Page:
The Beverage Institute’s Berman applauds MADD for targeting the hard-core drinkers but opposes the move to lower the legal blood-alcohol concentration amounts. “The game they’re involved in is to continually move the goal posts.”


After the U.S. Senate passed a federal .08 bill in 1998, the House, lobbied by the beverage industry, killed the proposal, handing MADD its first big defeat.

MADD recently amended its mission to include a third goal: the prevention of underage drinking.

“Alcohol is the No. 1 killer of our youth--6 1/2 times more than all illicit drugs,” said Millie Webb, who took over as president of MADD this year.

While adults are still told not to drink and drive, she said, those under 21 are told not to drink at all. Teenagers who received mixed messages have been shown to be more likely to drive after drinking, to be in a car with someone drinking or to develop alcohol dependency in later life, she said. The earlier people start drinking, the more likely they are to become drunk drivers, she said.

MADD leaders are also concerned about the rising rates of college binge drinkers, up from 19.8% in 1993 to 22.7% last year. The rate of abstainers has also gone up, from 15.4% to 19.2% in the same period.

The group’s new mission statement also notes that corporations, foundations and government agencies have a strong desire to be associated with young people and prevention efforts and that grants have increased in direct proportion to the emphasis on youth.


In September, MADD will sponsor a national youth summit in Washington, D.C., where teenagers from each of the 435 congressional districts will meet to come up with solutions to the problems of underage and binge drinking. A Youth in Action program encourages teenage activists to enforce underage and zero-tolerance drinking laws, which prohibit those under 21 to drive with any measurable amount of alcohol in their blood. A new college commission has also been formed by MADD to address the problems.

Webb said her family was a victim of a drunk driver with a .08 blood alcohol level 28 years ago in Franklin, Tenn. When the man rear-ended their car on a Saturday night, it exploded in flames. Webb’s daughter and nephew died of burns, she and her husband were burned over 70% of their bodies and their unborn daughter was blinded.

The driver, unhurt, received two years’ probation and was arrested again later for drunk driving.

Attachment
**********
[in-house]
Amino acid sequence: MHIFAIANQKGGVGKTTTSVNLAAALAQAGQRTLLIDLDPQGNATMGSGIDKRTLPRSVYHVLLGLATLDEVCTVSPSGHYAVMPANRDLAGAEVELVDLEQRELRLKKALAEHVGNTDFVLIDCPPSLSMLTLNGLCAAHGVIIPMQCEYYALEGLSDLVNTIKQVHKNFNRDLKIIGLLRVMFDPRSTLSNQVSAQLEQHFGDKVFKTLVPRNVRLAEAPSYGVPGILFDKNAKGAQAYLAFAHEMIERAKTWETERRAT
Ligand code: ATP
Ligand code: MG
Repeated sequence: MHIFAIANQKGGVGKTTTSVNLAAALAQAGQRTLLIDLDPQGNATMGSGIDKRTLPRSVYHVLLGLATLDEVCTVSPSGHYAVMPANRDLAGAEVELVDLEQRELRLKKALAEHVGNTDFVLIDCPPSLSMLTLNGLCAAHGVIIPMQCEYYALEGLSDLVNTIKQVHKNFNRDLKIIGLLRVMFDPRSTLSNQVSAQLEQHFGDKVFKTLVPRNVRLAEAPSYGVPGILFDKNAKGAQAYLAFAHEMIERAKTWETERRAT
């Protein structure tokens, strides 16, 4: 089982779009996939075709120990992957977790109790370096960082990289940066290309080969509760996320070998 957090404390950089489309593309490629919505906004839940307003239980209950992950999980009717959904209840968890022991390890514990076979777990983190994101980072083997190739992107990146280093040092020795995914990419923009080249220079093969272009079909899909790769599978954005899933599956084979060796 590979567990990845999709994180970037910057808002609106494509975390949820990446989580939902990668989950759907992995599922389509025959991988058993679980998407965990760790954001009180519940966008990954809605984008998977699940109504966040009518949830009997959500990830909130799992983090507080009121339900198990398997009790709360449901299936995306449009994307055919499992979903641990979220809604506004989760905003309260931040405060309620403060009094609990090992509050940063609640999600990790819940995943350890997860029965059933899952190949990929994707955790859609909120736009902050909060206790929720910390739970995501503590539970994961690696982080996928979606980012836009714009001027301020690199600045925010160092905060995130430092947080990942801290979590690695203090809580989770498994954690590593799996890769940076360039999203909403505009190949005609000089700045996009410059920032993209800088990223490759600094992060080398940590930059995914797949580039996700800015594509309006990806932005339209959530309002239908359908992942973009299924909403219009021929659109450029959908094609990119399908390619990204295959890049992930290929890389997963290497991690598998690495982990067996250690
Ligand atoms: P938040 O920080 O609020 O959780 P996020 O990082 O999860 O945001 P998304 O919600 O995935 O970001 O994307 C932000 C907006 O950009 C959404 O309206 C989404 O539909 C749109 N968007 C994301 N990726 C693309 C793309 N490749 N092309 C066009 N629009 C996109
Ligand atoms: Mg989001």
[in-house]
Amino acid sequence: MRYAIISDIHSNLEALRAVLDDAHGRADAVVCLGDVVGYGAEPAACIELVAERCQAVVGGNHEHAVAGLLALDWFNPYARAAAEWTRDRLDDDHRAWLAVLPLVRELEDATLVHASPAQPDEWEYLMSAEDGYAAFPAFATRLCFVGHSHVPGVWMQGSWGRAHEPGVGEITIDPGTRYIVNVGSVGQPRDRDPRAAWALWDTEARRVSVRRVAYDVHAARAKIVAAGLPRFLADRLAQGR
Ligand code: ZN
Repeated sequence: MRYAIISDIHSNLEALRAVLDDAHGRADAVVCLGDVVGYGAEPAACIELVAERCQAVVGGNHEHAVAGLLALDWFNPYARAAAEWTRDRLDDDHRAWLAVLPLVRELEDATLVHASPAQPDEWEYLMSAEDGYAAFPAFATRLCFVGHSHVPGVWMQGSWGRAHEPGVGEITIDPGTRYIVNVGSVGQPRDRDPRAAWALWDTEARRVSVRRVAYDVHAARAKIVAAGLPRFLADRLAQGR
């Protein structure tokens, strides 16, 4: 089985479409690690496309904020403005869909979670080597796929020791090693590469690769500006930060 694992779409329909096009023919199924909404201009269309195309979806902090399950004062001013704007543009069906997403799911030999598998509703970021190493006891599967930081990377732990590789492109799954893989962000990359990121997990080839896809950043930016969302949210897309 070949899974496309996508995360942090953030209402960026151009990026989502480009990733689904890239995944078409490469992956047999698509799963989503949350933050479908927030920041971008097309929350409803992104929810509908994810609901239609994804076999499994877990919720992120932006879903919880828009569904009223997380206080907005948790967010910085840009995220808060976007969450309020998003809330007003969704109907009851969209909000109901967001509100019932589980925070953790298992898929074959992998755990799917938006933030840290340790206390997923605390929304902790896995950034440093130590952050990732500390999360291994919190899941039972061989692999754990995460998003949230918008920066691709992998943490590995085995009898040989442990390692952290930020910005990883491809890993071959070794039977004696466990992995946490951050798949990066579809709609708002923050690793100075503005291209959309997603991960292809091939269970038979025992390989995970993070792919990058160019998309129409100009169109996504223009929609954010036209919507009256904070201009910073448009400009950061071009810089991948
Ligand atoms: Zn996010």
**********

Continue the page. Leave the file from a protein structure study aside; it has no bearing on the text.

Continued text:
‘There’s No Way I Will Ever Be Able to Forget’

As both a bereaved parent and a victim, Webb said her main goal is to educate the public about MADD’s victim services. “MADD is the premier victim-assistance organization in America.”

Until she became involved in MADD 10 years after the crash, Webb said she had never found outside understanding that what had happened to her was wrong. At the time of the crash, society did not consider either her or her family as victims, she said. She was not allowed to speak at the trial.

“They say forgiving is forgetting. It’s not the case in MADD,” she said. “There’s no way I will ever be able to forget. In MADD I learned I didn’t have to. In sharing my story, I can give hope to somebody else.”



Mothers Against Drunk Driving may be reached at (214) 744-6233 or (800) GET-MADD for the victim hotline. The Web site is:

* Lynn Smith may be reached at


Some Facts

* Alcohol continues to be the leading factor in U.S. motor vehicle deaths.

* Only 7% of the nation’s motor vehicle crashes involve alcohol use, but nearly 39% of fatal crashes do.

* In fatal crashes, the percentage of drivers who were intoxicated (blood alcohol content of .10 or greater) decreased from 25% in 1988 to 18% in 1998.

* 15,935 people were killed in alcohol-related traffic crashes in the U.S. in 1998, an average of one death every 33 minutes.

* More than 2,300 anti-drunk driving laws have been passed since 1980 by federal and state governments.


* About three in every 10 Americans will be involved in an alcohol-related crash at some time in their lives.

--U.S. National Highway Transportation Safety Administration statistics, 1999, posted on the MADD Web site (